On Saturday, March 19, 2011, at 11 a.m. MT, surveyors around the U.S. are being asked to gather up their GPS/GNSS equipment and head outdoors for Surveying USA, an initiative designed to raise awareness about NSPS and the surveying profession as a whole. 

NSPS Seeks Volunteers for Surveying USA Events in March

On Saturday, March 19, 2011, at 11 a.m. MT, surveyors around the U.S. are being asked to gather up their GPS/GNSS equipment and head outdoors for Surveying USA, an initiative designed to raise awareness about NSPS and the surveying profession as a whole. Surveyors and other participants will occupy points and gather data for time periods ranging from 30 minutes to four hours or more. The events will kick off National Surveyors Week, which runs March 20-26.

Although the events are being coordinated nationally through NSPS, each state will celebrate in a different way. “There will be a coordinator for every state, and each coordinator can decide how to draw attention to the events in his or her state,” explained Debi Anderson, NSPS Governor of Montana and chair of the NSPS Surveying USA committee. “We have some states holding Lincoln memorials, while others are highlighting special monuments in their state. Ideally, surveyors at each location will be available to answer questions about the event and discuss the role of surveyors in the community. It’s a great opportunity for surveyors to share what they do.”

The goal is to have at least one surveyor involved from each state so that all 50 states are represented in the effort. However, Anderson believes the events will be much larger. “The response so far has been overwhelming,” she said, noting that Guam, Puerto Rico and other U.S. territories are also expected to participate. “Even if we only have 10 people from every state, that’s more than 500 people participating at one time. And that’s the thing I find exciting--we’re all going to start at the same time, regardless of the time zone, so these events could really generate some good publicity.”

Beyond drawing the attention of the media and the general public, the events will also serve an even greater purpose. Survey data that meet NGS requirements will be used to update the National Spatial Reference System, a nationwide survey control network which links and improves federal, state, and local surveying and mapping activities. The NGS is providing field notes and instructions on how to upload data to OPUS, which will be used to process and publish the survey results.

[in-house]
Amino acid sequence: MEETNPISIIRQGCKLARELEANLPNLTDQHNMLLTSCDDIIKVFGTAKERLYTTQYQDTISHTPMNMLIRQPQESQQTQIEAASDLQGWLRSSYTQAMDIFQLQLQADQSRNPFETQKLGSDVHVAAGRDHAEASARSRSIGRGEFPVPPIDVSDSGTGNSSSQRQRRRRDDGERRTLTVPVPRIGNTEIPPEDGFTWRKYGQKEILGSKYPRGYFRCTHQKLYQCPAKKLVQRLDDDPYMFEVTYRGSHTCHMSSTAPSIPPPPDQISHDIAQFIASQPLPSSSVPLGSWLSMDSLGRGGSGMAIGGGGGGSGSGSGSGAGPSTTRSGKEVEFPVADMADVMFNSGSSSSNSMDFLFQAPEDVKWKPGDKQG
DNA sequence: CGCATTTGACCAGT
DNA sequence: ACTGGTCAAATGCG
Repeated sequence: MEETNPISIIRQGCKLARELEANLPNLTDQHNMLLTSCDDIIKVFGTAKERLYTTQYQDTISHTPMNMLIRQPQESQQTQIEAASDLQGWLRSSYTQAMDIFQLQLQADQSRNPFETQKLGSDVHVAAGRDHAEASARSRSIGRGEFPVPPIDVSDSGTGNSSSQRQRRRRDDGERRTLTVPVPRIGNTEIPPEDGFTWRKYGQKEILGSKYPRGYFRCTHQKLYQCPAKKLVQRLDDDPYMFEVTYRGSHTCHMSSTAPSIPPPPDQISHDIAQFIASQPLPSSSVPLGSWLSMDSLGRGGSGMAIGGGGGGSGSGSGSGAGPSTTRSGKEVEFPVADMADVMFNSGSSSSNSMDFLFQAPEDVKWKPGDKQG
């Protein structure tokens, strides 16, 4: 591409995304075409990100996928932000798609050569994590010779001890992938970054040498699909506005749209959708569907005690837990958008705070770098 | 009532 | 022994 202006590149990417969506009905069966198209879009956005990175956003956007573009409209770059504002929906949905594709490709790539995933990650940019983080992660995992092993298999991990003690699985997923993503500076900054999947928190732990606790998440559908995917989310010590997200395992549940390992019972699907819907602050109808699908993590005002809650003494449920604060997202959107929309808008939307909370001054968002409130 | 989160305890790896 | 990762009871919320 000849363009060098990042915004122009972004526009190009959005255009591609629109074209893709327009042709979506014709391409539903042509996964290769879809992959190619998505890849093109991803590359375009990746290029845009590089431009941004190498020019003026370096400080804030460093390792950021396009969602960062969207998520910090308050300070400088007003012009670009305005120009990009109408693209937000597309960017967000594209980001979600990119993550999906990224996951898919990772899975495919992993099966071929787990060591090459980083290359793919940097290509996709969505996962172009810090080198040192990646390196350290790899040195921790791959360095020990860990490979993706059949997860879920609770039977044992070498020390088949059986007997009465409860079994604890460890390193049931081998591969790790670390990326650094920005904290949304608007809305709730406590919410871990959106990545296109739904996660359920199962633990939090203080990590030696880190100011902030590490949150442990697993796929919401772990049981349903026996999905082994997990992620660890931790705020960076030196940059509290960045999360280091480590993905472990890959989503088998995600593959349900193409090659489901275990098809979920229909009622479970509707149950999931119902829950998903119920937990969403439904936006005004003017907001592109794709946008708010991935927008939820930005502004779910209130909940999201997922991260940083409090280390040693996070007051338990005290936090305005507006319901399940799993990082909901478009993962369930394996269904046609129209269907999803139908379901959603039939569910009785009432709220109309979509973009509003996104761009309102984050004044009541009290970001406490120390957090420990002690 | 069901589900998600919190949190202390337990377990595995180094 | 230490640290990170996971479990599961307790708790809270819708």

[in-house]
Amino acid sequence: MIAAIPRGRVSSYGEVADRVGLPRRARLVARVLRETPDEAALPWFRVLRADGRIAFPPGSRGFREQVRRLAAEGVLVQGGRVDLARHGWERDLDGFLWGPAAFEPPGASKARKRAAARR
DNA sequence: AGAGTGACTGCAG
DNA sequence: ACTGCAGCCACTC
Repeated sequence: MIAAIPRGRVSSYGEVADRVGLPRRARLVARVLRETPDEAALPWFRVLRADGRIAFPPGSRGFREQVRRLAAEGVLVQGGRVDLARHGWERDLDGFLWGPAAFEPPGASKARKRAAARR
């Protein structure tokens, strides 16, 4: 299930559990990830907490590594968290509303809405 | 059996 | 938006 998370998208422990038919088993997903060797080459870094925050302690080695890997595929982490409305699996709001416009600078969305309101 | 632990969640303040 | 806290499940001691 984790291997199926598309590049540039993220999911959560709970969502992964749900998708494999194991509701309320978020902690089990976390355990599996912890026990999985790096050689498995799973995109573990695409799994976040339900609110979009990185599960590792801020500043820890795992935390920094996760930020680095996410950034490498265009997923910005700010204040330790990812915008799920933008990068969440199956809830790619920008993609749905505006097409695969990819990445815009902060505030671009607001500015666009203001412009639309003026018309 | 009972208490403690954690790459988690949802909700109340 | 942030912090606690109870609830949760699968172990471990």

Anyone with a GPS or GNSS unit (handheld or otherwise) is welcome to participate; a surveying background and membership in the NSPS is not required. “We’re actually hoping to get a broad range of participants, from surveyors and GIS professionals to Boy Scouts and Girl Scouts and anyone else who’s interested and has GPS equipment,” Anderson said.

For more information and to find out how you can get involved, contact your NSPS state affiliate or e-mail Anderson at nspssurveyingusa@yahoo.com. Additional details can also be found at www.nspsmo.org .

Group Moves Forward with ACSM Realignment

The ad-hoc ACSM Reorganization Committee reached a broad agreement in January on recommending a realignment of ACSM as a unified membership organization with close ties among professionals in diverse disciplines and geographic areas. The committee developed a more inclusive mission statement of the realigned organization, recommended that it be named ACSM, and drafted a proposed structure for this organization.

The new mission statement recognizes the different disciplines represented by the organization and emphasizes welcoming a diversity of expertise rather than splintering the group by profession. The scope of the new mission statement reflects the progress that has occurred in surveying and mapping science and technology, as well as the need to create an organization with a greater meaning and value to a growing and diverse group of surveying and mapping professionals.

The committee overwhelmingly endorsed the name “American Congress on Surveying and Mapping,” citing its long history in the cross-disciplinary field of surveying and mapping. A number of participants were of the opinion that a national organization should “build the future of our profession” and “speak with one voice.”

The discussion on the proposed governance structure was guided by a number of key points. These included the desire to ensure involvement of a wide range of geospatial constituencies, to facilitate implementation of new programs and activities of value to membership, and to encourage participation in these programs and activities. The proposed governance structure will feature a board of directors elected by the membership at large, with no board seats set aside for specific interest areas within the overall membership. However, segments within the membership defined by their specialized areas of interest, expertise, geography, and other distinguishing characteristics will be able to form and feed into the board’s activities in a relatively flexible structure. This will allow any member to become involved based on their interests and willingness to participate.

The work accomplished by the ad hoc committee will be followed by the release of its report to current member organization leaderships and their memberships. This report will present the proposed structure as well as some of the suggested future core activities. After a brief comment period, it is expected that further refinement will take place, including discussion of membership fees and internal administrative issues. The committee’s recommendations will be presented to the boards of directors of the member organizations at the 2011 Survey Summit in San Diego.

For more information, contact Curtis Sumner, ACSM executive director, at curtis.sumner@acsm.net.